World Council of Churches Office of Communication
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7 December 1998

WCC Eighth Assembly - Press Release No. 16

Violence against women is a plague that must be stopped. That was the apparent consensus at the Eighth Assembly of the World Council of Churches Monday (7 December) as it marked the close of the Ecumenical Decade of Churches in Solidarity with Women.

But no delegate at a plenary session of the Assembly was willing to declare the Decade an unqualified success, and comments from Orthodox delegates revealed sharp divisions over what it accomplished and what should happen next.

"We have started down the path toward empowering women to share the fulness of their gifts and toward enabling the Church to be enriched by those gifts," said the Rev. Bertrice Y. Wood (United Church of Christ, USA). But the realisation of full empowerment "is still largely before us".

Most of the delegates, meeting at Harare, Zimbabwe, seemed to suppport a letter from the Festival which called on the Assembly "to announce to all the world that violence against women is a sin". One of the panellists at the session, the Rev. Deenabandhu Manchala of India, asked: "Does the Church wish to remain custodian of a culture of violence or as a catalyst to a culture of life? We must stop seeing violence against women as a women's problem."

Several panellists offered their views of the Decade's success and failures. Metropolitan Ambrosius of Oulu (Orthodox Church of Finland) said the Decade had been "very important" for the churches. "In many places women have remained invisible and ignored, in spite of the fact that . . . the Church should always be the community of women and men," he said.

The Decade should not have been perceived as a threat by any church, Ambrosius said. "The decade did not attempt to challenge in a negative way those church traditions which do not ordain women."

But Fr Vsevolod Chaplin (Russian Orthodox Church) said he considered at least one theme discussed by Decade supporters -- the call for inclusive language in church documents and liturgy -- to be "blasphemous".

"I affirm my Church's deep call for human and social rights for women. I strongly call for solidarity in this regard," Chaplin said. "Less and less acceptable for my Church is (the call) to refrain from strong criticism of women's attempts to obscure the agenda (with) radical feminist theology." So long as other WCC churches advocated an agenda calling for all churches to ordain women and to accept inclusive language, "the Eucharistic unity that is a dream will never come true".

Wood said in a press conference after the plenary session that Decade supporters had not pursued that agenda. Inclusive language "was not a big issue" at the Decade Festival (27-30 November) that preceded the Assembly in Harare, although, she added, "I come from the school that exclusive language is equally blasphemous".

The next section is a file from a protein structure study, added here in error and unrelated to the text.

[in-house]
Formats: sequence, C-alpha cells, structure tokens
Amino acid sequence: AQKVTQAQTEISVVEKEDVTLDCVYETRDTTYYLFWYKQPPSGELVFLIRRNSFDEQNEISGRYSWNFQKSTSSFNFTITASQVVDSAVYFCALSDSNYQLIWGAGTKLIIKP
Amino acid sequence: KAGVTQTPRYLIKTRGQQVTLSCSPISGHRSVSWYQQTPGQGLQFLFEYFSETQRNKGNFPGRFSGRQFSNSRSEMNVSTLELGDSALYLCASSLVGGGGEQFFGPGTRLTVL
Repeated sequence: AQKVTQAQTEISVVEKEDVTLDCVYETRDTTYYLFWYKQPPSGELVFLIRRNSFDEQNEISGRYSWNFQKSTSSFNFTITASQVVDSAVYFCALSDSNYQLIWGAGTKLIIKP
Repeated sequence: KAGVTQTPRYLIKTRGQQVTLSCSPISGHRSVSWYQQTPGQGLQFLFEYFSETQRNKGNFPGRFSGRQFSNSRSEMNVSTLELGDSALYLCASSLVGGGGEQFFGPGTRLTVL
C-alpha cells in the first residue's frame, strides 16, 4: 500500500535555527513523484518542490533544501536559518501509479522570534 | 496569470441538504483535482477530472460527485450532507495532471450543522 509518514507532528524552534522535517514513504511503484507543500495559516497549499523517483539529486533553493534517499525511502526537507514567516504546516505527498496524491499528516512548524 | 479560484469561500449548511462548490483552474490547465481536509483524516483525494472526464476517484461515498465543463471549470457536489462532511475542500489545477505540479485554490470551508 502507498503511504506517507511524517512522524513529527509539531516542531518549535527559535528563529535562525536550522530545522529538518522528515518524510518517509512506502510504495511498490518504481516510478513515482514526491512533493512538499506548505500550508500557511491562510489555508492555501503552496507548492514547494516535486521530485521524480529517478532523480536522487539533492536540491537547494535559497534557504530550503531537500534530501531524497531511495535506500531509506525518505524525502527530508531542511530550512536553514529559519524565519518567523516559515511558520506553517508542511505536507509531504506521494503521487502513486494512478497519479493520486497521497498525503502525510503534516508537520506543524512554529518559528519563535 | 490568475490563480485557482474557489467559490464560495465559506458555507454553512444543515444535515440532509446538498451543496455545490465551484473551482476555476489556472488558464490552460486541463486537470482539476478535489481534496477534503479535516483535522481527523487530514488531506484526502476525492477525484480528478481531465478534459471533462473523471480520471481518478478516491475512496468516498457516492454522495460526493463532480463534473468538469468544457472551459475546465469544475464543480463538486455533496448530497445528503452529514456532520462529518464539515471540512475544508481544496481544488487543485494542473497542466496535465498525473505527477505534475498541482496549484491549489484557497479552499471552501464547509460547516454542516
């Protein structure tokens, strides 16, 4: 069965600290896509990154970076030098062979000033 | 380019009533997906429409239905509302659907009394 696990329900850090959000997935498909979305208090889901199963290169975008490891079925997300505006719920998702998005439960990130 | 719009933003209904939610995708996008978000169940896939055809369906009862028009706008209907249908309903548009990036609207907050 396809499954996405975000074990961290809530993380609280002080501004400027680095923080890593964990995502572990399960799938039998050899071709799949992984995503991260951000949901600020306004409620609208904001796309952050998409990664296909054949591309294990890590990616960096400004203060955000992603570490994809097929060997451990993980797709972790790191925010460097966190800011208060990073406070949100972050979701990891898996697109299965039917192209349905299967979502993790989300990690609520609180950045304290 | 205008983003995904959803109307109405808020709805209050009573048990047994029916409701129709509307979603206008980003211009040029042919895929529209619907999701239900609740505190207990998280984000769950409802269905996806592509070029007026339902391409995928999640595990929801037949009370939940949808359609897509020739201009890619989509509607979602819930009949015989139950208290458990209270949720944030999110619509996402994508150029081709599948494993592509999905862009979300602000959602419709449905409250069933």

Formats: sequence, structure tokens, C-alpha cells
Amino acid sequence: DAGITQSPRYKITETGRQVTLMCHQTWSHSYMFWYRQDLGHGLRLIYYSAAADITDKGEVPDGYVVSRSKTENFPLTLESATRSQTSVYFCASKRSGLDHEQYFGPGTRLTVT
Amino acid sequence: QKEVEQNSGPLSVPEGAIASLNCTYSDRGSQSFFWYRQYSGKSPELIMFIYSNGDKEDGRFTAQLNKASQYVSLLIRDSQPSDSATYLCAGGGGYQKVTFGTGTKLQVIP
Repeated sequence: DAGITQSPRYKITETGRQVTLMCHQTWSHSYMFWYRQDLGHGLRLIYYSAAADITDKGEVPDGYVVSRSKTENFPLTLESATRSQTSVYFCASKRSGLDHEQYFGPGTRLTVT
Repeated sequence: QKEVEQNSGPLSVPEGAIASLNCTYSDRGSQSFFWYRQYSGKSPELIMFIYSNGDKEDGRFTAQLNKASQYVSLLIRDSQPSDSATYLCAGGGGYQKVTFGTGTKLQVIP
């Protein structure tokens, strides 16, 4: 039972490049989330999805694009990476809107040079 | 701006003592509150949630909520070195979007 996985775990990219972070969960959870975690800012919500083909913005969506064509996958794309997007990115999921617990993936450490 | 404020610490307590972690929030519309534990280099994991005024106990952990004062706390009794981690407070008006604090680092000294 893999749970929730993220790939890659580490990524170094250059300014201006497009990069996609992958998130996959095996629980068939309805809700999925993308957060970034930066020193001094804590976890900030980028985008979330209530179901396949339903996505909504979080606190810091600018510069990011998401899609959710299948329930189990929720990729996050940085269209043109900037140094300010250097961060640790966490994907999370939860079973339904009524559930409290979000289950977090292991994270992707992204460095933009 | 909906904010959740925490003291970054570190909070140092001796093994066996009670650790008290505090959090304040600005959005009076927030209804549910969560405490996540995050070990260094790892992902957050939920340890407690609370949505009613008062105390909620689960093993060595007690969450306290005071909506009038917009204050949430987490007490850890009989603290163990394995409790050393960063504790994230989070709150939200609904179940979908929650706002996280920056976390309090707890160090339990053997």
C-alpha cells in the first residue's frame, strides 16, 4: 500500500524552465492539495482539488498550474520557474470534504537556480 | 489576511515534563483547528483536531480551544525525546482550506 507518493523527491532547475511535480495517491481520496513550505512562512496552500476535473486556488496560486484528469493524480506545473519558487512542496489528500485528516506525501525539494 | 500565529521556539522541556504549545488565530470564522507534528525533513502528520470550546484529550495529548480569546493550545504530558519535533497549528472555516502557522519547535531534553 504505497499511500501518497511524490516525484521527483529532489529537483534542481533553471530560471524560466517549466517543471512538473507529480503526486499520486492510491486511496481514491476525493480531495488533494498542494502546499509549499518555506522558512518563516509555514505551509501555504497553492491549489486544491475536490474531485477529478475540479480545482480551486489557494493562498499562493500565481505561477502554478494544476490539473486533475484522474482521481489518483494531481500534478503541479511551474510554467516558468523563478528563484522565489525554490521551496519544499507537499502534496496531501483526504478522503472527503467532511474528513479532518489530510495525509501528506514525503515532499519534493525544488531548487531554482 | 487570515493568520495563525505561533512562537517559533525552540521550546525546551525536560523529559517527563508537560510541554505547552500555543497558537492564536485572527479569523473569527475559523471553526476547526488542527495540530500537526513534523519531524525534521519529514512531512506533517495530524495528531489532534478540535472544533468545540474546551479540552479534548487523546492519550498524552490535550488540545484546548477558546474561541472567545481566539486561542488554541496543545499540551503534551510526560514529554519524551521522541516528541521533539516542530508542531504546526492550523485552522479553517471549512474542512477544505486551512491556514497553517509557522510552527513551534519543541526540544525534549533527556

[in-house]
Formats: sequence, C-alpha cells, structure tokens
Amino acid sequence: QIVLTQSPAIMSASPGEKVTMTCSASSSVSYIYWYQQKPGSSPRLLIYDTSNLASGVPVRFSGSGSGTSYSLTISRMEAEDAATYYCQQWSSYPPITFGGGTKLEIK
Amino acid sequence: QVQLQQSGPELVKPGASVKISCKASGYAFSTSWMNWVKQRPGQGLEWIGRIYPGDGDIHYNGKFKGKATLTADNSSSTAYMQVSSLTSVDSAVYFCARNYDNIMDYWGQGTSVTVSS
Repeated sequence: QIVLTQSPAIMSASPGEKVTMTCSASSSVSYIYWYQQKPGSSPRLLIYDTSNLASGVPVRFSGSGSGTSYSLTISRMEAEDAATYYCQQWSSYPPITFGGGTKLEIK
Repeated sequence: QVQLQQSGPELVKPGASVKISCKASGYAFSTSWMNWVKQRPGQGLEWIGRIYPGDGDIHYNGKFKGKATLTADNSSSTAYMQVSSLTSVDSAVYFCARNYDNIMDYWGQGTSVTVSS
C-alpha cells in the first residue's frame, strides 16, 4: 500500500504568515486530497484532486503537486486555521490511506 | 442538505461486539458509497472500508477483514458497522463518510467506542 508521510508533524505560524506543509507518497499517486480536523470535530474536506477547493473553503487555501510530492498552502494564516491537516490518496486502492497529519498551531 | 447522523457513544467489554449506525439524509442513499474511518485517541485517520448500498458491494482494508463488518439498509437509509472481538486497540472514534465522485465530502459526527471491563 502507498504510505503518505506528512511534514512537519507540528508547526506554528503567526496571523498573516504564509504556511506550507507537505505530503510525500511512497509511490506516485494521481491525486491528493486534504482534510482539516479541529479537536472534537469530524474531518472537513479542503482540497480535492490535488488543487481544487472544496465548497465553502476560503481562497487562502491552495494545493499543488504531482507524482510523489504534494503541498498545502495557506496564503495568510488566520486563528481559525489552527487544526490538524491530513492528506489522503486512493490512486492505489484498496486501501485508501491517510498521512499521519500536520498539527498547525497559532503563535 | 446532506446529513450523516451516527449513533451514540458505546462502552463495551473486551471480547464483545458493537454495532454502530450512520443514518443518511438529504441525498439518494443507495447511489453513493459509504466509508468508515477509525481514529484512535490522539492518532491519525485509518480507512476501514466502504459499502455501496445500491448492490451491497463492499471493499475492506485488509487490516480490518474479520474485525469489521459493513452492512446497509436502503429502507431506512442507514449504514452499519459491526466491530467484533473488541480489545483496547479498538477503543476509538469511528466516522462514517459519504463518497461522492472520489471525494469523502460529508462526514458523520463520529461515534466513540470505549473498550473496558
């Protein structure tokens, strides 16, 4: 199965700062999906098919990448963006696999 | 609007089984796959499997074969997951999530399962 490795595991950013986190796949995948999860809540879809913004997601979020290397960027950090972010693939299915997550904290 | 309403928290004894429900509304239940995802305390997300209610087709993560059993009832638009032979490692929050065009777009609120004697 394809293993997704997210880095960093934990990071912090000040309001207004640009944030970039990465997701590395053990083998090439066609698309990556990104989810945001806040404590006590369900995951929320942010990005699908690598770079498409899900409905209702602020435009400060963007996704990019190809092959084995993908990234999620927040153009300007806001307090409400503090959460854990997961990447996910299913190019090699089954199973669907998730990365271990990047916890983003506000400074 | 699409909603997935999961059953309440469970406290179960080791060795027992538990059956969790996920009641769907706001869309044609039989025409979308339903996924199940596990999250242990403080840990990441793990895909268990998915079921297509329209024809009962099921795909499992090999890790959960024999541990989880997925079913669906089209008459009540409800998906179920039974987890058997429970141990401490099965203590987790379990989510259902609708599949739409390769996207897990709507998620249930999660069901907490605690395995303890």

Wood also told reporters that Decade leaders had not advocated ordination of Orthodox women. "Our solidarity with them is around the increase of their role as laywomen." Some Orthodox women, she said, have sought ordination to the diaconate, which is in line with Orthodox traditions.

Anne Glynn-Mackoul, a laywoman from the United States and a delegate of the Greek Orthodox Patriarchate of Antioch and All the East, told the plenary session that many Orthodox women were not satisfied with the letter issued by Festival delegates because it did not represent a true consensus.

"We identify with many of the struggles articulated in the letter, especially violence against women," Glynn-Mackoul said. But Orthodox women who attended the Festival contended that the document that emerged from a final drafting process after the meeting did not reflect their views. She was apparently referring to sexuality and inclusive language.

"It is with great respect and deep concern that our presence at the Festival will be misconstrued as an affirmation," Glynn-Mackoul said.

Panelists in the plenary did not respond to Glynn-Mackoul, but Wood said at the press conference that she regarded the letter as a consensus document. "We allowed literally everyone who wanted to speak to be heard, long into the night," she said, describing the process of developing the letter.

The plenary session opened with a dramatic demonstration of women's solidarity. The Rev. Luzmarina Campos Garcia of Brazil, dressed in a biblical robe, proceeded down the main aisle of the hall carrying an urn of water that had been gathered from Festival delegates. The water represented the tears of women around the world. Assembly delegates applauded as Campos Garcia poured the water into a larger urn.

Contact: John Newbury, WCC Press & Information Officer
Press and Information Office, Harare
Tel: +
E-Mail: WCC media

The World Council of Churches is a fellowship of churches, now 332, in more than 100 countries in all continents from virtually all Christian traditions. The Roman Catholic Church is not a member church but works cooperatively with the WCC. The highest governing body is the Assembly, which meets approximately every seven years. The WCC was formally inaugurated in 1948 in Amsterdam, Netherlands. Its staff is headed by general secretary Konrad Raiser from the Evangelical Church in Germany.